When he had his blog, The Dish, I was a daily reader. Now, Andrew Sullivan is back with a weekly "conversation" at New York Magazine. As he was want to do on his blog, he again gets to the heart of matters from a moderate conservative perspective. He is horrified at the spectacle of Der Trumpenführer and the twin menace that he and Vladimir Putin pose to the West as we have known it for my entire lifetime. Frighteningly, Sullivan gets to the reality that Trump wants to be the American equivalent of Putin and to rule and loot the nation as Putin has done to Russia. His attacks on the media and constant bleating about fake news is a critical first step in his authoritarian agenda. Meanwhile, I continue to feel as if the country is living a Tom Clancy or David Baldacci novel. Can America's institution defeat this foul effort? Here are excerpts from Sullivan's latest column:
The question that remains, of course, is the motive.
Why on Earth would any campaign for president be in constant, secret touch with the intelligence agents of a hostile foreign power?
I cannot know. Maybe Flynn is a rogue loner. It’s also possible, I guess, that the Trump campaign just wanted to keep in touch with the intelligence services of one of this country’s nemeses, if only to wish them Merry Christmas — five times in one day. It’s also conceivable that Trump’s former campaign chair Paul Manafort’s deep ties to the Putin regime were utterly irrelevant to the sudden amendment, this past summer, to the GOP party platform that removed a call to send arms to Ukraine. It’s also possible, I suppose, that deep down I’m straight.
But there’s one explanation that chills me even more than a foreign power’s potential blackmail over an American president. And it is that Trump and Putin are natural allies in their fight against the postwar, U.S.-led international order that has kept the peace for 70 years. Putin and Trump, after all, share a Bannonite foreign policy: a robust defense of nationalism; a view that NATO is obsolete; support for far-right parties throughout Europe; and the goal of smashing the European Union so that Russia can once again extend its tentacles into Eastern Europe, and the U.S. can play one European power off another. I have no idea if Putin has kompromat on the president, but Trump’s actions need no such motivation. Trump and Putin want to form a pincer movement to destroy what we have known for a long time as the West.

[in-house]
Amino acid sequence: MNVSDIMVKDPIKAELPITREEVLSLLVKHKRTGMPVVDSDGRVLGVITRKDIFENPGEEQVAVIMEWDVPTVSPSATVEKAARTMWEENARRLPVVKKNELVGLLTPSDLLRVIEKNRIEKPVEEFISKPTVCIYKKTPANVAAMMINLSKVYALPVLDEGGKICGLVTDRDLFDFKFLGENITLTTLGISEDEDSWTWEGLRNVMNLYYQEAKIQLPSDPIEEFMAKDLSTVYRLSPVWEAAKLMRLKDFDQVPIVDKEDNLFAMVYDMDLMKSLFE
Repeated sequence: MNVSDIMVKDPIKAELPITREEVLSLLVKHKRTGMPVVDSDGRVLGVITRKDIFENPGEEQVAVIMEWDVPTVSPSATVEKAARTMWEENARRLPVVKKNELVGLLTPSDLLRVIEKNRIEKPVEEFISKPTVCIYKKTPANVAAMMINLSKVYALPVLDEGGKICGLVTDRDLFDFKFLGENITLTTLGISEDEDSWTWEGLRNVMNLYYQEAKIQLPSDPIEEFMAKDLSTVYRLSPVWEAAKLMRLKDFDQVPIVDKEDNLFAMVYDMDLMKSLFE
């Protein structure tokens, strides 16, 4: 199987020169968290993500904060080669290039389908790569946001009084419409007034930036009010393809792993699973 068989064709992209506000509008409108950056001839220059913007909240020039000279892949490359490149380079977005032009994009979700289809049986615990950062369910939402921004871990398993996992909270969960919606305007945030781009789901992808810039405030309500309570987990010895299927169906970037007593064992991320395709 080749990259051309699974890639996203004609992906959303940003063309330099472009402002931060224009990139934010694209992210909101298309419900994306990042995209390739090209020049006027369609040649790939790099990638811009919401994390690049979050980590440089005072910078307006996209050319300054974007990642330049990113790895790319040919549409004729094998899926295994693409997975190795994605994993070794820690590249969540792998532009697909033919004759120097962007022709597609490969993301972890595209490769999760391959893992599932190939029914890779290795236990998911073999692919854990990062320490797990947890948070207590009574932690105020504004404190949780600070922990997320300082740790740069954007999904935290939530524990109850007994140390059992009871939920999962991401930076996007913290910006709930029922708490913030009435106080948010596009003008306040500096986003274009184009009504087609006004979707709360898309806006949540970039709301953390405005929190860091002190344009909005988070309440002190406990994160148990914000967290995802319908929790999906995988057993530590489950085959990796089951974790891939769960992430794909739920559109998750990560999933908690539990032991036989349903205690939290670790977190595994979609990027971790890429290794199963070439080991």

Their domestic politics also have disturbing parallels. Trump would love nothing more, it seems to me, than to be an American Putin, treating the country as he long treated his own corporate fiefdom. He once explained he admired the autocrat because Putin has “great control over his country.” Like Putin, Trump would love to control the media. Like Putin, he has developed a leadership cult, devoted to the masses. Like Putin, he believes in a government that has “killers.” Like Putin, he threatens his geographic neighbors. Like Putin, he has cultivated an alliance of convenience with reactionary religious conservatives, to shore up his power. Like Putin, he believes there’s no moral difference between American democracy and Russia’s. Like Putin, he is enriching himself by public office. And, like Putin, he has targeted a minority as a scapegoat — Putin targeted the gays to gin up support while Trump targets the Muslims and Mexicans. And as Putin has RT as his conduit, so Trump has the Murdoch empire.
Steve Bannon, on the other hand, is quite something. I’ve read and reread his 2014 speech at the Vatican to see if I can find any coherence in it, and I confess I failed. It’s a hodgepodge of melodrama, hysteria, and a defense of some kind of “enlightened capitalism” along Judeo-Christian lines, in the face of an imminent Islamist takeover of the planet. It’s the 1950s versus jihad, an attempt to convey the gist of the entire Drudge Report every day and turn it into a thesis. He argues that we are just “at the very beginning stages of a global conflict” that could eradicate 2,000 years of Western civilization. It reads like the apocalyptic, paranoid fantasies of someone who writes letters to the editor, single-spaced, in all caps.
Be very afraid if Trump and Putin are not stopped.